MARGARET ATWOOD’S SURFACING AS THE STORY ABOUT THE SUPPRESSED CONDITION OF WOMEN AND NATURE
Author(s):
S. SURUTHI, V. POORNIMA
ISSN:
2349-6002
Cite This Article:
MARGARET ATWOOD’S SURFACING AS THE STORY ABOUT THE SUPPRESSED CONDITION OF WOMEN AND NATUREInternational Journal of Innovative Research in Technology(www.ijirt.org) ,ISSN: 2349-6002 ,Volume 5 ,Issue 8 ,Page(s):29-32 ,December 2018 ,Available :IJIRT147425_PAPER.pdf
Keywords:
Abstract
Surfacing is the second available novel by Margaret Atwood. It was first published by McClelland and Steward in 1972. It has been called a companion novel to Atwood’s collection of poems, Power Politics, which was written the previous year and deals with balancing issues. The novel, grappling with notions of national and gendered self. Atwood’s second work of fiction develops many of the thematic concerns of her poetry in redolent prose. Surfacing presents a woman disabled by the penalty of her “marital” experience, but the protagonist’s journey from spiritual and emotional paralysis to combined agency has a powerful mythic length that the previous novel lacks. It is an knowledge that has left her anaesthetized, cut off from her emotions by a form of mind/body split, and her recollections are so caring that she represses them in willful amnesia. The quest in search of her father, however, triggers a quest of self-discovery, as the narrator’s history refuses to stay flooded; she is haunted by memories of her parents, a marriage that never was, and her involvement in the abortion of her child. Eventually, she is forced to tackle here specters when a dive below the lake surface becomes a symbolic dive into her own insensible. She ritualistically sheds all remainder of a language and culture that has led her into self-betrayal and carry out. Alone on the island, she undergoes a shamanistic cleansing madness, eventually surfacing with a new-found sense of self. The novel’s end resonates with Atwood’s of that period thematic guide to Canadian literature, Survival. Poised to return to the world that she has left, the narrator’s idea leaves her with a decision that speaks to her familiarity as both a Canadian and as a woman: This above all, to decline to be a victim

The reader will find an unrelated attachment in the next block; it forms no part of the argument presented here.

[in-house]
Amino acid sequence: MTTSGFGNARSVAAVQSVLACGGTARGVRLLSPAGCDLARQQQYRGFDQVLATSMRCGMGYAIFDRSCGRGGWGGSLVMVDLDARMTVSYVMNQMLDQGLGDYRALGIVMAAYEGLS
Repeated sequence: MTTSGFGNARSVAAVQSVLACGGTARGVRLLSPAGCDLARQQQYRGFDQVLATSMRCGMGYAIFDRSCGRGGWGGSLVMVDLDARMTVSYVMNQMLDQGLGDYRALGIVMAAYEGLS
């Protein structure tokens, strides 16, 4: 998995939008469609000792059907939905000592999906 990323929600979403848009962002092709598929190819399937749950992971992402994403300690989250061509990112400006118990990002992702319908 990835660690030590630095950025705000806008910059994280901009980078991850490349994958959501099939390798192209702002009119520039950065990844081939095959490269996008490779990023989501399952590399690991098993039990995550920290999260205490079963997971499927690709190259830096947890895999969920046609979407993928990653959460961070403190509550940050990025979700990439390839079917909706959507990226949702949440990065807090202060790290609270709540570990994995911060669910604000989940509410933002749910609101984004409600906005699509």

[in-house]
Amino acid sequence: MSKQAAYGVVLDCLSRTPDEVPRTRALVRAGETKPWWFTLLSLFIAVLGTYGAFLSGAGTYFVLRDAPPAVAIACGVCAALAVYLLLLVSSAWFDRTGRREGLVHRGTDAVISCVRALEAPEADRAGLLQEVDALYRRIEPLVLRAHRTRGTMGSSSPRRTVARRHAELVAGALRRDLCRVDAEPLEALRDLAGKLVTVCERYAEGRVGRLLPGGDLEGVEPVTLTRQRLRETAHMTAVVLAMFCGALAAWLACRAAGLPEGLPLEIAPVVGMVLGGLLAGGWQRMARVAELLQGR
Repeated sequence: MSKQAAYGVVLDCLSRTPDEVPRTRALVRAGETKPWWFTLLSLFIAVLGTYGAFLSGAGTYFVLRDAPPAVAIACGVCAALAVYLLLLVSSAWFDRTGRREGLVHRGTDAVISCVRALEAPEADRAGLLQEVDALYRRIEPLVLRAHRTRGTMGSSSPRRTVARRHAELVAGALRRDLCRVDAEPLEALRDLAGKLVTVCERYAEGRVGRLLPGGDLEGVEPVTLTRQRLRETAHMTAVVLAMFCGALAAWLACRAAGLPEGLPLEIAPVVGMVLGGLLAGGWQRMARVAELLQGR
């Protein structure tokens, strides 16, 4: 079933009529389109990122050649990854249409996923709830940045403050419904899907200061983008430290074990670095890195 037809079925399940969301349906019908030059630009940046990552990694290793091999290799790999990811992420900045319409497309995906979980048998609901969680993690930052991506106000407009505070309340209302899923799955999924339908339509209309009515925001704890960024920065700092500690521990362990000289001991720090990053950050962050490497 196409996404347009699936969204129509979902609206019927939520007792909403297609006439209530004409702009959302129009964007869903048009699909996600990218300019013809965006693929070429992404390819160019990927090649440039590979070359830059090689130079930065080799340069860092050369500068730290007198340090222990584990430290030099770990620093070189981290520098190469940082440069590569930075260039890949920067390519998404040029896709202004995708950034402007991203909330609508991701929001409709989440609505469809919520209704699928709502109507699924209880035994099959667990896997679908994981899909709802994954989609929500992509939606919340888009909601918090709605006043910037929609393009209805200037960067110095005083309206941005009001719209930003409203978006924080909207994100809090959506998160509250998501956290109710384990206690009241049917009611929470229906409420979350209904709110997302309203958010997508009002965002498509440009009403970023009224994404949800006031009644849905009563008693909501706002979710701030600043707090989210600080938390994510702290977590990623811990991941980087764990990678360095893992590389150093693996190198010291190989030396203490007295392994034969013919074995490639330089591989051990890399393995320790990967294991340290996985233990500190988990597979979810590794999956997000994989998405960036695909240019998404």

Article Details
Unique Paper ID: 147425

Publication Volume & Issue: Volume 5, Issue 8

Page(s): 29 - 32
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